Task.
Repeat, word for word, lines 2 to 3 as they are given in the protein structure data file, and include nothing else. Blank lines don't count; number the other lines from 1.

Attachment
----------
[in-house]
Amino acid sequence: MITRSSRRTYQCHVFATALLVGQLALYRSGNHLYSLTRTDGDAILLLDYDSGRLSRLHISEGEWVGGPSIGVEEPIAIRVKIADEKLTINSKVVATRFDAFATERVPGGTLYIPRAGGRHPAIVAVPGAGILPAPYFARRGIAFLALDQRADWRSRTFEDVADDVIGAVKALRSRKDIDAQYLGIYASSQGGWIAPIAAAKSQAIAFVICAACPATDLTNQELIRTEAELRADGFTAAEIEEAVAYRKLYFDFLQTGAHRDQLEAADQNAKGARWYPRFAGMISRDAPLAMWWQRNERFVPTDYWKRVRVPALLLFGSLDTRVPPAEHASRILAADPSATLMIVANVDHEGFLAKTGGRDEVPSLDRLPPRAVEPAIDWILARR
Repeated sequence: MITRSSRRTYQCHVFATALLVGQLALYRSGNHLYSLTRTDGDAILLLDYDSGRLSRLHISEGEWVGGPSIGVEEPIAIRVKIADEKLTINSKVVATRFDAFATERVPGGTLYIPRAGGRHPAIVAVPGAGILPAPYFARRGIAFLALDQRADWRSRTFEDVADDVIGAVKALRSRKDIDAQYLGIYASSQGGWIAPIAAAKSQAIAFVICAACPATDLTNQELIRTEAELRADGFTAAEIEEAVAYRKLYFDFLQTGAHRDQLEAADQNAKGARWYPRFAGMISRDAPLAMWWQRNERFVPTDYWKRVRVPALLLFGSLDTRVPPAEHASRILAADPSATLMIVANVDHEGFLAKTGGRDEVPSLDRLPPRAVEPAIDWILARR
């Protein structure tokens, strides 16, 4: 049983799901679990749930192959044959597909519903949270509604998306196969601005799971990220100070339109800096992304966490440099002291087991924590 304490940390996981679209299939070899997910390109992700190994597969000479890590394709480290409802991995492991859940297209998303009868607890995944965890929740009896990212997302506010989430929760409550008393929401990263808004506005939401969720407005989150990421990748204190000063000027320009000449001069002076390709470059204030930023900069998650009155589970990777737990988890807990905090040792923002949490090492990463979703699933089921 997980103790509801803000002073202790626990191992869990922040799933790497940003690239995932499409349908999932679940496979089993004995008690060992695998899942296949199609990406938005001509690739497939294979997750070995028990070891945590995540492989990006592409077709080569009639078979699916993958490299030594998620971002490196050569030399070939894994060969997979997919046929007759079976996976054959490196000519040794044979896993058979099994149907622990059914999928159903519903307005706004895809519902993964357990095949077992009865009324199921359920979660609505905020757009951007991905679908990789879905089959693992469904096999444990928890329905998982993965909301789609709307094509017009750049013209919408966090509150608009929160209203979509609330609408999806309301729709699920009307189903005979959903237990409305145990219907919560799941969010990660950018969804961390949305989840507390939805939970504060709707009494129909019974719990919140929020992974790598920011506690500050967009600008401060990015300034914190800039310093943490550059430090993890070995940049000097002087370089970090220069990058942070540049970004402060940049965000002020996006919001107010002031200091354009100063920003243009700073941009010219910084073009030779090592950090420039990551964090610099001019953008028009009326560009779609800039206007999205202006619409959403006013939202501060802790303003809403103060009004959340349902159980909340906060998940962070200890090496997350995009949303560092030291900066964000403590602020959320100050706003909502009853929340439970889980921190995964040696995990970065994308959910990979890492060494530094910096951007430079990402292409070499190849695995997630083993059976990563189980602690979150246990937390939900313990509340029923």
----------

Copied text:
Amino acid sequence: MITRSSRRTYQCHVFATALLVGQLALYRSGNHLYSLTRTDGDAILLLDYDSGRLSRLHISEGEWVGGPSIGVEEPIAIRVKIADEKLTINSKVVATRFDAFATERVPGGTLYIPRAGGRHPAIVAVPGAGILPAPYFARRGIAFLALDQRADWRSRTFEDVADDVIGAVKALRSRKDIDAQYLGIYASSQGGWIAPIAAAKSQAIAFVICAACPATDLTNQELIRTEAELRADGFTAAEIEEAVAYRKLYFDFLQTGAHRDQLEAADQNAKGARWYPRFAGMISRDAPLAMWWQRNERFVPTDYWKRVRVPALLLFGSLDTRVPPAEHASRILAADPSATLMIVANVDHEGFLAKTGGRDEVPSLDRLPPRAVEPAIDWILARR
Repeated sequence: MITRSSRRTYQCHVFATALLVGQLALYRSGNHLYSLTRTDGDAILLLDYDSGRLSRLHISEGEWVGGPSIGVEEPIAIRVKIADEKLTINSKVVATRFDAFATERVPGGTLYIPRAGGRHPAIVAVPGAGILPAPYFARRGIAFLALDQRADWRSRTFEDVADDVIGAVKALRSRKDIDAQYLGIYASSQGGWIAPIAAAKSQAIAFVICAACPATDLTNQELIRTEAELRADGFTAAEIEEAVAYRKLYFDFLQTGAHRDQLEAADQNAKGARWYPRFAGMISRDAPLAMWWQRNERFVPTDYWKRVRVPALLLFGSLDTRVPPAEHASRILAADPSATLMIVANVDHEGFLAKTGGRDEVPSLDRLPPRAVEPAIDWILARR